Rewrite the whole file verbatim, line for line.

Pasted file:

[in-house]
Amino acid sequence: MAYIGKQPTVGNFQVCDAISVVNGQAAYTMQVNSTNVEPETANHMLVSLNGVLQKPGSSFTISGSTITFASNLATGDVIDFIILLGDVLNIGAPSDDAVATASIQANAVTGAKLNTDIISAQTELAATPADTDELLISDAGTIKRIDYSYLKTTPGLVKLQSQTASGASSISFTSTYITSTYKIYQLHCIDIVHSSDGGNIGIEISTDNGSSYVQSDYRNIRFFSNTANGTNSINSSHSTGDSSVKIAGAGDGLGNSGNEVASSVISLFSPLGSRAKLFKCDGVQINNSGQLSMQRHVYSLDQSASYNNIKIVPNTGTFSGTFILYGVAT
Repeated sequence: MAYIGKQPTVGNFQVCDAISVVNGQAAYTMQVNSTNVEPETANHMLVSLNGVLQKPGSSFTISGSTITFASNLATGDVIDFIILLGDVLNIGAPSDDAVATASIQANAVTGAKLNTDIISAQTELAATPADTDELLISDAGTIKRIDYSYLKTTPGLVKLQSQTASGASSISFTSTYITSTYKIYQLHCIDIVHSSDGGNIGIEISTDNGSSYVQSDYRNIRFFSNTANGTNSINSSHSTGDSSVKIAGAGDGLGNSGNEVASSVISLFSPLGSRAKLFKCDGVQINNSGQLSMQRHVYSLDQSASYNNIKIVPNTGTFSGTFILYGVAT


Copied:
[in-house]
Amino acid sequence: MAYIGKQPTVGNFQVCDAISVVNGQAAYTMQVNSTNVEPETANHMLVSLNGVLQKPGSSFTISGSTITFASNLATGDVIDFIILLGDVLNIGAPSDDAVATASIQANAVTGAKLNTDIISAQTELAATPADTDELLISDAGTIKRIDYSYLKTTPGLVKLQSQTASGASSISFTSTYITSTYKIYQLHCIDIVHSSDGGNIGIEISTDNGSSYVQSDYRNIRFFSNTANGTNSINSSHSTGDSSVKIAGAGDGLGNSGNEVASSVISLFSPLGSRAKLFKCDGVQINNSGQLSMQRHVYSLDQSASYNNIKIVPNTGTFSGTFILYGVAT
Repeated sequence: MAYIGKQPTVGNFQVCDAISVVNGQAAYTMQVNSTNVEPETANHMLVSLNGVLQKPGSSFTISGSTITFASNLATGDVIDFIILLGDVLNIGAPSDDAVATASIQANAVTGAKLNTDIISAQTELAATPADTDELLISDAGTIKRIDYSYLKTTPGLVKLQSQTASGASSISFTSTYITSTYKIYQLHCIDIVHSSDGGNIGIEISTDNGSSYVQSDYRNIRFFSNTANGTNSINSSHSTGDSSVKIAGAGDGLGNSGNEVASSVISLFSPLGSRAKLFKCDGVQINNSGQLSMQRHVYSLDQSASYNNIKIVPNTGTFSGTFILYGVAT